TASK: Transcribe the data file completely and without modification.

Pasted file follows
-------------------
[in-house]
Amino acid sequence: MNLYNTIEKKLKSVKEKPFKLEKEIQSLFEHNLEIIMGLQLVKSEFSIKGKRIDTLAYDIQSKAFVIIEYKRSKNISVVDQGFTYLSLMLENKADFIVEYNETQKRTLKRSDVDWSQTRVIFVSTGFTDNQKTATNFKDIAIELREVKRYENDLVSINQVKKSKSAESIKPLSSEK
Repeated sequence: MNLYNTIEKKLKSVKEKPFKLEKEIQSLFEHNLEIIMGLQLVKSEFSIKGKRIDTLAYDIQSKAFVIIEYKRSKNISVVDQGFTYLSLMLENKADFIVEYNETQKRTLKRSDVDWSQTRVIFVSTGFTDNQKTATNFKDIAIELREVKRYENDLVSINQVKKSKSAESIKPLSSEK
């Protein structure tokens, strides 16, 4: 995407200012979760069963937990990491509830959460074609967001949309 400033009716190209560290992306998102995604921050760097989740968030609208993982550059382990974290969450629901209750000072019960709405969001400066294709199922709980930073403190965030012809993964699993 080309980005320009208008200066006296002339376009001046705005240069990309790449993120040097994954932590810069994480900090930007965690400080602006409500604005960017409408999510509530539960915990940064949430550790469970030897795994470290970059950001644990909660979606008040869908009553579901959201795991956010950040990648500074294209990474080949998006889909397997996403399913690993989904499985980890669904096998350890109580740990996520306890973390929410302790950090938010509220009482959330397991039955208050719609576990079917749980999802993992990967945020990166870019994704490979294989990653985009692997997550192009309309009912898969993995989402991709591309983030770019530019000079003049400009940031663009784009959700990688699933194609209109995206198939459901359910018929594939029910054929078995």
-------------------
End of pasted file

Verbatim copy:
[in-house]
Amino acid sequence: MNLYNTIEKKLKSVKEKPFKLEKEIQSLFEHNLEIIMGLQLVKSEFSIKGKRIDTLAYDIQSKAFVIIEYKRSKNISVVDQGFTYLSLMLENKADFIVEYNETQKRTLKRSDVDWSQTRVIFVSTGFTDNQKTATNFKDIAIELREVKRYENDLVSINQVKKSKSAESIKPLSSEK
Repeated sequence: MNLYNTIEKKLKSVKEKPFKLEKEIQSLFEHNLEIIMGLQLVKSEFSIKGKRIDTLAYDIQSKAFVIIEYKRSKNISVVDQGFTYLSLMLENKADFIVEYNETQKRTLKRSDVDWSQTRVIFVSTGFTDNQKTATNFKDIAIELREVKRYENDLVSINQVKKSKSAESIKPLSSEK
């Protein structure tokens, strides 16, 4: 995407200012979760069963937990990491509830959460074609967001949309 400033009716190209560290992306998102995604921050760097989740968030609208993982550059382990974290969450629901209750000072019960709405969001400066294709199922709980930073403190965030012809993964699993 080309980005320009208008200066006296002339376009001046705005240069990309790449993120040097994954932590810069994480900090930007965690400080602006409500604005960017409408999510509530539960915990940064949430550790469970030897795994470290970059950001644990909660979606008040869908009553579901959201795991956010950040990648500074294209990474080949998006889909397997996403399913690993989904499985980890669904096998350890109580740990996520306890973390929410302790950090938010509220009482959330397991039955208050719609576990079917749980999802993992990967945020990166870019994704490979294989990653985009692997997550192009309309009912898969993995989402991709591309983030770019530019000079003049400009940031663009784009959700990688699933194609209109995206198939459901359910018929594939029910054929078995």